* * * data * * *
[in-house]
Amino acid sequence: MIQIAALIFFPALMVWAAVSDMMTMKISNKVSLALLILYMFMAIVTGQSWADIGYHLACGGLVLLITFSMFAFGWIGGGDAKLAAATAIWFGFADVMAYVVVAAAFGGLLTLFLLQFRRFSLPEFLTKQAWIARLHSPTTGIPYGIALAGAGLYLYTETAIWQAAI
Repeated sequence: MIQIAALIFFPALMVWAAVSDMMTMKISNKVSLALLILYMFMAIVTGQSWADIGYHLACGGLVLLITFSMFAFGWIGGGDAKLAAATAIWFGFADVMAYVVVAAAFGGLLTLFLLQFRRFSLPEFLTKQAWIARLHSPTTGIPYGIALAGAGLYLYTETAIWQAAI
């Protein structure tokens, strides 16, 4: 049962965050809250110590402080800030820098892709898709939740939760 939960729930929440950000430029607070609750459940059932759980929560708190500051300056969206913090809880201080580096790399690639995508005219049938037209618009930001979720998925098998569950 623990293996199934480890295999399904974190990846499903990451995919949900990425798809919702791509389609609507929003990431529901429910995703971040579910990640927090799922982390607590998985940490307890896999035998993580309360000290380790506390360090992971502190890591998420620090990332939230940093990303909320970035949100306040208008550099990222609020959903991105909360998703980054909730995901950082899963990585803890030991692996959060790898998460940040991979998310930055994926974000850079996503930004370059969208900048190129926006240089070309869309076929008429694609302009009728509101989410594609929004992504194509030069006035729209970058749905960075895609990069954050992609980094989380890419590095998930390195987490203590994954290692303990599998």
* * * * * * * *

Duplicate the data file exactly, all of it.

[in-house]
Amino acid sequence: MIQIAALIFFPALMVWAAVSDMMTMKISNKVSLALLILYMFMAIVTGQSWADIGYHLACGGLVLLITFSMFAFGWIGGGDAKLAAATAIWFGFADVMAYVVVAAAFGGLLTLFLLQFRRFSLPEFLTKQAWIARLHSPTTGIPYGIALAGAGLYLYTETAIWQAAI
Repeated sequence: MIQIAALIFFPALMVWAAVSDMMTMKISNKVSLALLILYMFMAIVTGQSWADIGYHLACGGLVLLITFSMFAFGWIGGGDAKLAAATAIWFGFADVMAYVVVAAAFGGLLTLFLLQFRRFSLPEFLTKQAWIARLHSPTTGIPYGIALAGAGLYLYTETAIWQAAI
């Protein structure tokens, strides 16, 4: 049962965050809250110590402080800030820098892709898709939740939760 939960729930929440950000430029607070609750459940059932759980929560708190500051300056969206913090809880201080580096790399690639995508005219049938037209618009930001979720998925098998569950 623990293996199934480890295999399904974190990846499903990451995919949900990425798809919702791509389609609507929003990431529901429910995703971040579910990640927090799922982390607590998985940490307890896999035998993580309360000290380790506390360090992971502190890591998420620090990332939230940093990303909320970035949100306040208008550099990222609020959903991105909360998703980054909730995901950082899963990585803890030991692996959060790898998460940040991979998310930055994926974000850079996503930004370059969208900048190129926006240089070309869309076929008429694609302009009728509101989410594609929004992504194509030069006035729209970058749905960075895609990069954050992609980094989380890419590095998930390195987490203590994954290692303990599998």